When people begin their home search they often face an important decision: Would they rather live in a city bustling with bars, restaurants, and a vibrant arts and culture scene, or is it more important to live close to nature, where they can go for long hikes and spend the weekends kayaking in local lakes or rivers?
But what if you could find a home that combines city life with a plethora of gorgeous parks and beaches?
Madison, Wisconsin, combines the perks of living in a big city with the beauty of the natural world more commonly associated with rural areas. The city ranks on Livability’s top 100 places to live, largely due to its local food scene, 5,000 acres of parkland, 11 beaches, short commute times, and the state’s low cost of living. The average Madison resident commutes only 15 minutes, with many opting to walk or bike — rather than drive — to work.
If you’re ready to buy a house in Madison, get ready for a competitive real estate market where houses sell in less than a month. Madison sellers, like the city itself, are family-oriented and a personal touch like a buyer love letter, coupled with a competitive financial offer, can go a long way in helping buyers secure the home of their dreams.
To assist you with your home search, we’ve compiled this complete guide on how to buy a house in Madison, with help from local real estate experts whose insights and advice can help make your offer stand out amongst the crowd. We’ve also consulted local newspapers and available data to help you better understand local real estate trends.
Why are buyers sold on Madison?
Homes are affordable and hold their value
Home values in Madison have risen for the past seven years. In 2019, the average home price topped $300,000. In 2020 sales in Dane County, where Madison is located, were up 19% over 2019, and the median price jumped 10%.
“It’s always been a desirable place to live. It’s a beautiful city,” says Dan Chin, a top real estate agent in Madison with eight years of experience in the field. “We have quite a bit of pent-up demand.”
In addition to rising home values, the average Madison home is slightly less expensive than $313,000, the U.S. median home price in February of 2020, according to the National Association of Realtors, making it a great place for people to find an affordable home that will grow in value over the years.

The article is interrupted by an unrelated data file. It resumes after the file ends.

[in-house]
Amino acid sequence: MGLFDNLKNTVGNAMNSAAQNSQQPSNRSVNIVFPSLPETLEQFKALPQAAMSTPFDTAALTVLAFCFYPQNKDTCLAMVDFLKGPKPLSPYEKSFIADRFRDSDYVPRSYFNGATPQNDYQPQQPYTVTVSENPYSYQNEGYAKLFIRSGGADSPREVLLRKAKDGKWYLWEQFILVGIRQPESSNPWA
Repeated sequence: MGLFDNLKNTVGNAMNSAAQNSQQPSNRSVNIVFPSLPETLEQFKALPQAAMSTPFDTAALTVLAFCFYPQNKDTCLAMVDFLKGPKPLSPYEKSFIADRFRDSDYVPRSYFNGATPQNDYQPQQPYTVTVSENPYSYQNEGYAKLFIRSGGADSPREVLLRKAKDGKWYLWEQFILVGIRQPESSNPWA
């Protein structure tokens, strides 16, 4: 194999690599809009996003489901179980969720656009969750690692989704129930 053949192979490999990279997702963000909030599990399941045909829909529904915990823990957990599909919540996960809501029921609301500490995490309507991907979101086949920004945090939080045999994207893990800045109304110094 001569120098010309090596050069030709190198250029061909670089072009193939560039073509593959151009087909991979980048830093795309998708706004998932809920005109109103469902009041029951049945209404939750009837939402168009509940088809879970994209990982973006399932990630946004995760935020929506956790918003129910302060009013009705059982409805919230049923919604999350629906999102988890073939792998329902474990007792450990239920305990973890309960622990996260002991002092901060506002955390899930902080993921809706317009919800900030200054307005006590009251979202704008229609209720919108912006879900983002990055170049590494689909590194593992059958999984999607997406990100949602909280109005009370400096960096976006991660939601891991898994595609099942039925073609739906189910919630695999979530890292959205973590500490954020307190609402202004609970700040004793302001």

A neighborhood for everyone
Madison is a smaller city at just over 250,000 residents, but that doesn’t mean it doesn’t have plenty of attractions. Home to the state capital and the University of Wisconsin-Madison, the city has plenty of restaurants and small businesses. Its top neighborhoods cater to everyone from young professionals to families. The market is dominated by single-family homes, but condos and townhouses can be found in neighborhoods closer to the university and the state capital.
“There’s a very high quality of life, with the lakes and state parks and the bike trails,” says Madison home inspector Jill Hauk, who’s lived in the area for 16 years. “And there’s a good food scene, good beer brewing scene.”
Also known as Marquette, this neighborhood located on Madison’s Williamson Street is home to some of the city’s best local shops, restaurants and live music venues, including a pig in a fur coat Mediterranean restaurant and Crystal’s Corner, a bar that frequently features live music. While townhomes and condos can be found in the area, it’s best known for its historic homes with a variety of architectural styles, ranging from Greek Revivals to Arts and Crafts bungalows. The neighborhood’s young, bohemian vibe is perfect for professionals just starting out.
One of Madison’s largest neighborhoods, Tenney-Lapham is also extremely livable. AreaVibes gives the neighborhood an excellent rating, earned by its upscale atmosphere. High-rises, condos, and apartments are common in this neighborhood as it grows to match the rest of Madison’s East Side. Music lovers will embrace the area as it is home to two of Madison’s best venues — the High Noon Saloon, which features mostly indie acts and local bands, and Breese Stevens Field, which has hosted shows from country music star Darius Rucker to pop rock duo Hall & Oates.
Wexford is considered the top neighborhood in Madison, according to AreaVibes. Wexford offers residents easy access to public transit, great schools, and proximity to several large parks, including Stricker’s Pond Conservation Park. The close-knit neighborhood is ideal for families who can enjoy events like the annual Fourth of July Parade and Picnic and the end-of-summer potluck picnic.
If you want to buy a house in Madison to take advantage of the city’s wide array of outdoor recreational offerings, then Westmorland is the neighborhood for you. The area is named for Westmorland Park, which offers residents nearly 12 acres of green space and an extensive network of bike trails linking it to University of Wisconsin-Madison’s arboretum and downtown Madison. Westmorland is also home to seven of the city’s Lustron homes — a unique style of home made from prefabricated porcelain steel.
Shorewood Hills is another neighborhood built for outdoor lovers. Dedicated to wildlife preservation, Shorewood Hills is home to nine parks and shares a border with Lake Mendota. It’s not uncommon to see residents kayaking and water-skiing as well as hiking and biking. Its A+ rated schools make it an excellent choice for settling down and raising a family.